Several vendors now offer HCI based on Storage Spaces Direct, making it possible to purchase a complete HCI that you can quickly and easily deploy in the data center. Dell EMC, for example, sells a number of HCI configurations made up of Storage Spaces Direct Ready Nodes, which are built on its PowerEdge servers. Dell EMC customers can also use Storage Spaces Direct and Hyper-V to build their own hyper-converged systems, both of which are included in the Windows Server 2016 and 2019 Datacenter editions.
Storage Spaces Direct benefits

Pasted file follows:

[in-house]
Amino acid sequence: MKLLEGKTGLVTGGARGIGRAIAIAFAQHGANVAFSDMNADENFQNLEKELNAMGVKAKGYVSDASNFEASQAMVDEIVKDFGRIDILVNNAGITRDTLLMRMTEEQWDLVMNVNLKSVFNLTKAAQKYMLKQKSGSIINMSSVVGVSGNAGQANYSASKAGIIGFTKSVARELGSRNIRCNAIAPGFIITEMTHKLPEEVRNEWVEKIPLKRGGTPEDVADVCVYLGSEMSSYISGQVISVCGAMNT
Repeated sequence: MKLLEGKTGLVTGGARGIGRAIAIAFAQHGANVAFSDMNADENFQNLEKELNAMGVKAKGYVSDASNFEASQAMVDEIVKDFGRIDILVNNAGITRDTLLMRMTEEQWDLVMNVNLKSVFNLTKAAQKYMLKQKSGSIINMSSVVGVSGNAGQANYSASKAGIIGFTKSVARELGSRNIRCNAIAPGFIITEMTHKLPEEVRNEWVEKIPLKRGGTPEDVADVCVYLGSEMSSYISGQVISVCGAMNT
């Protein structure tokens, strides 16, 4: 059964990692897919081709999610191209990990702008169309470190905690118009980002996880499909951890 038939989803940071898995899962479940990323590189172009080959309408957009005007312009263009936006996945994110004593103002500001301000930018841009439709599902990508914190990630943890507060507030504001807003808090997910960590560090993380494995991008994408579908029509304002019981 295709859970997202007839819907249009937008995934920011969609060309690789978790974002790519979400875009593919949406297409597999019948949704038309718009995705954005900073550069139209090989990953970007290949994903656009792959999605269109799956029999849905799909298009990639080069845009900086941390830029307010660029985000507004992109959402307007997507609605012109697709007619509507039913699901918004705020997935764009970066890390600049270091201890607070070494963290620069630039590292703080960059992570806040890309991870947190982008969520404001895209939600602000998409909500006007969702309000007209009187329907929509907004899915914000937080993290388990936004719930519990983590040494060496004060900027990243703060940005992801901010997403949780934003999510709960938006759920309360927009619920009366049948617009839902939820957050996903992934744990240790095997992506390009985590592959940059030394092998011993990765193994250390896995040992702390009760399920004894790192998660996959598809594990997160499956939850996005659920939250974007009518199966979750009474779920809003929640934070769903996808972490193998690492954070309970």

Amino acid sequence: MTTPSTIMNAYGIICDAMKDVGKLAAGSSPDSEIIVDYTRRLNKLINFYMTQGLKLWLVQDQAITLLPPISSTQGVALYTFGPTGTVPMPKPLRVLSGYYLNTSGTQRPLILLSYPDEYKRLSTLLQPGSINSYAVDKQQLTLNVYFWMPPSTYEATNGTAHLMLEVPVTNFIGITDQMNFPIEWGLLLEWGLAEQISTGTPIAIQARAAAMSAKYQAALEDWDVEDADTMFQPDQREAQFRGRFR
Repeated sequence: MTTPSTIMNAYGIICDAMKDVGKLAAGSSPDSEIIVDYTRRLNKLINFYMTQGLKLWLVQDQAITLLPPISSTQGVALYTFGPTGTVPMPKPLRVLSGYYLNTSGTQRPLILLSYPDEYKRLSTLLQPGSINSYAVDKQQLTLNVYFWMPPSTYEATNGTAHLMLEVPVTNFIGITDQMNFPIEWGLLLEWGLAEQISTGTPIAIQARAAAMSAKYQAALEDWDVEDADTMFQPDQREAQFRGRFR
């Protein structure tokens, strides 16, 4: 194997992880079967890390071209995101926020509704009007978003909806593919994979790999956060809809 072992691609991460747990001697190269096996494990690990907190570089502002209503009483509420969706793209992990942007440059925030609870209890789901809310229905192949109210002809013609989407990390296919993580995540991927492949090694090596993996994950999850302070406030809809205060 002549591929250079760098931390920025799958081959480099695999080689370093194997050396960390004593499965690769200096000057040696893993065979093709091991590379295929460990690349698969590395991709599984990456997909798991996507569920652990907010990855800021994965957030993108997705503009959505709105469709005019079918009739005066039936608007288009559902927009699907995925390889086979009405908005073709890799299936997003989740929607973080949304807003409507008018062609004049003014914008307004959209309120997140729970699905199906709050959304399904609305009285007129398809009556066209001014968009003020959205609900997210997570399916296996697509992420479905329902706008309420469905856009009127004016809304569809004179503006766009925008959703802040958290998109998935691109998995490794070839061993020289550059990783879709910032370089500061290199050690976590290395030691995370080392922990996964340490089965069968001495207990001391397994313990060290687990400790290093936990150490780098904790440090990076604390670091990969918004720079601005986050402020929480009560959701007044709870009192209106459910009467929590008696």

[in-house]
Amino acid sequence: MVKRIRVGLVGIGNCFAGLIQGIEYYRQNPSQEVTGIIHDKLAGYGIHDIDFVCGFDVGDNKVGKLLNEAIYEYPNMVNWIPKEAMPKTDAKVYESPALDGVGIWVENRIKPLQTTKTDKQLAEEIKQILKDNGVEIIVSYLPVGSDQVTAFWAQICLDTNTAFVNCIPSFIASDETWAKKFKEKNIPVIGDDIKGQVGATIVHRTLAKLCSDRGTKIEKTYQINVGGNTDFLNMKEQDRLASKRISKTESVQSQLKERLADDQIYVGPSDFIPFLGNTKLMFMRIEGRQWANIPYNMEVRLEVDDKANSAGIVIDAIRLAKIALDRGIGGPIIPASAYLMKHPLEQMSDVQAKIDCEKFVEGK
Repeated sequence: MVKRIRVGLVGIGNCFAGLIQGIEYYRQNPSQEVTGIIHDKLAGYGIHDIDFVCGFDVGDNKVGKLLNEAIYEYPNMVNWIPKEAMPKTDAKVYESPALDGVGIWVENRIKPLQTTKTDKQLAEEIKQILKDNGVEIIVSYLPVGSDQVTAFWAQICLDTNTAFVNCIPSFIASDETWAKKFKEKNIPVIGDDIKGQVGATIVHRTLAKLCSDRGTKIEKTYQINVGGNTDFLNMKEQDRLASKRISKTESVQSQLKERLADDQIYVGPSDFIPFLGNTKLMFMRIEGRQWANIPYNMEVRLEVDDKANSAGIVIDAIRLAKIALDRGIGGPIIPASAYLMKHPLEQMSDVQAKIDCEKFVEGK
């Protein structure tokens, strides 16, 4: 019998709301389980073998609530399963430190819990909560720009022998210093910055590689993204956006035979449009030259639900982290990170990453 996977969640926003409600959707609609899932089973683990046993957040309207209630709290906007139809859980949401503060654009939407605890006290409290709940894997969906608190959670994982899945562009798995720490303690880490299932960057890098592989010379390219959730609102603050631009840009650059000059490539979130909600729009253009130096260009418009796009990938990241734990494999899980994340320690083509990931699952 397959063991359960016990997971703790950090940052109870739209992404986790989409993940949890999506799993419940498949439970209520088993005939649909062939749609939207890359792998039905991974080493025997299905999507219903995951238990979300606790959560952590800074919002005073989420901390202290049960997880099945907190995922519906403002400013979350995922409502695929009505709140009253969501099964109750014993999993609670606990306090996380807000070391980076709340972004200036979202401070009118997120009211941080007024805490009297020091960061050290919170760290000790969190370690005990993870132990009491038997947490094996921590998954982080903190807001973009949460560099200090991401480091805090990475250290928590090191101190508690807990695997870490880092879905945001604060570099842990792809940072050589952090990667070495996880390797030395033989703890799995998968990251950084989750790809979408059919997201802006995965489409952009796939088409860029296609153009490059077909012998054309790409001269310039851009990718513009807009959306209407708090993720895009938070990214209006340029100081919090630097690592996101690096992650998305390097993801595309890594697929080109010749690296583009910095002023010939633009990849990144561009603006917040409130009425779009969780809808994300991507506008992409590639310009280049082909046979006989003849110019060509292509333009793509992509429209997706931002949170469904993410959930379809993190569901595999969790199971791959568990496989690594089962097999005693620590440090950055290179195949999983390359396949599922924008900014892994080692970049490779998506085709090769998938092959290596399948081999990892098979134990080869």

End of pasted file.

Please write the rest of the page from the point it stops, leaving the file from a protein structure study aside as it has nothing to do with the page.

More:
When Microsoft introduced Storage Spaces Direct in Windows Server 2016, the new feature offered a number of advantages. One of the most notable was the simplicity with which you could deploy it. According to Microsoft, you could configure a Storage Spaces Direct cluster in under 15 minutes. In addition, Storage Spaces Direct could automatically onboard new drives and immediately use them in the storage pool.
Storage Spaces Direct also offered better resource utilization, in part because the erasure coding feature included such capabilities as Local Reconstruction Codes and real-time tier optimization, making it possible to achieve 2.4 times greater resource efficiency. Plus, Storage Spaces Direct could scale up to 16 servers and over 400 drives to provide up to 1 petabyte (PB) of storage per cluster. At the same time, a Storage Spaces Direct deployment -- whether all-flash or hybrid -- could deliver over 150,000 mixed 4K random IOPS per server.